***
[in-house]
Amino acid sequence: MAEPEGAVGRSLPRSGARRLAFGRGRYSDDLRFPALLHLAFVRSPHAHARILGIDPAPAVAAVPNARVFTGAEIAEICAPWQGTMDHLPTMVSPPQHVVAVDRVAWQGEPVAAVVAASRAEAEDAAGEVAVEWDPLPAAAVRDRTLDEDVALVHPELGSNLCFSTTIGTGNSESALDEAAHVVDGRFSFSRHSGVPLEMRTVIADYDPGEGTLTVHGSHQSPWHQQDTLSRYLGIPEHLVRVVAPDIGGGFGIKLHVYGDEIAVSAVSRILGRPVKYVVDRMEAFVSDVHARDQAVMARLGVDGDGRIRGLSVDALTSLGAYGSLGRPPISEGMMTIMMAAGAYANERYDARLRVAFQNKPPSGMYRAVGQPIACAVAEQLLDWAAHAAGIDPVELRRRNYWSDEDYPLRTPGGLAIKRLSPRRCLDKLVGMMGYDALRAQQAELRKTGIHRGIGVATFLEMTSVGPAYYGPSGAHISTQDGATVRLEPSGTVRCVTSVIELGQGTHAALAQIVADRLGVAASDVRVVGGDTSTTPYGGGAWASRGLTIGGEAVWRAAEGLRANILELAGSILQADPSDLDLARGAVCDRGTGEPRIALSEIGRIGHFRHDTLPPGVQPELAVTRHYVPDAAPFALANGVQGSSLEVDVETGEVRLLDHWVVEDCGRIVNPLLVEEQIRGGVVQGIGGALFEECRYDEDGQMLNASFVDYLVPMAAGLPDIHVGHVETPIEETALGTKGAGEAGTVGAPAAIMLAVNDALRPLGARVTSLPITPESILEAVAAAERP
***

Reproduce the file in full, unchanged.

[in-house]
Amino acid sequence: MAEPEGAVGRSLPRSGARRLAFGRGRYSDDLRFPALLHLAFVRSPHAHARILGIDPAPAVAAVPNARVFTGAEIAEICAPWQGTMDHLPTMVSPPQHVVAVDRVAWQGEPVAAVVAASRAEAEDAAGEVAVEWDPLPAAAVRDRTLDEDVALVHPELGSNLCFSTTIGTGNSESALDEAAHVVDGRFSFSRHSGVPLEMRTVIADYDPGEGTLTVHGSHQSPWHQQDTLSRYLGIPEHLVRVVAPDIGGGFGIKLHVYGDEIAVSAVSRILGRPVKYVVDRMEAFVSDVHARDQAVMARLGVDGDGRIRGLSVDALTSLGAYGSLGRPPISEGMMTIMMAAGAYANERYDARLRVAFQNKPPSGMYRAVGQPIACAVAEQLLDWAAHAAGIDPVELRRRNYWSDEDYPLRTPGGLAIKRLSPRRCLDKLVGMMGYDALRAQQAELRKTGIHRGIGVATFLEMTSVGPAYYGPSGAHISTQDGATVRLEPSGTVRCVTSVIELGQGTHAALAQIVADRLGVAASDVRVVGGDTSTTPYGGGAWASRGLTIGGEAVWRAAEGLRANILELAGSILQADPSDLDLARGAVCDRGTGEPRIALSEIGRIGHFRHDTLPPGVQPELAVTRHYVPDAAPFALANGVQGSSLEVDVETGEVRLLDHWVVEDCGRIVNPLLVEEQIRGGVVQGIGGALFEECRYDEDGQMLNASFVDYLVPMAAGLPDIHVGHVETPIEETALGTKGAGEAGTVGAPAAIMLAVNDALRPLGARVTSLPITPESILEAVAAAERP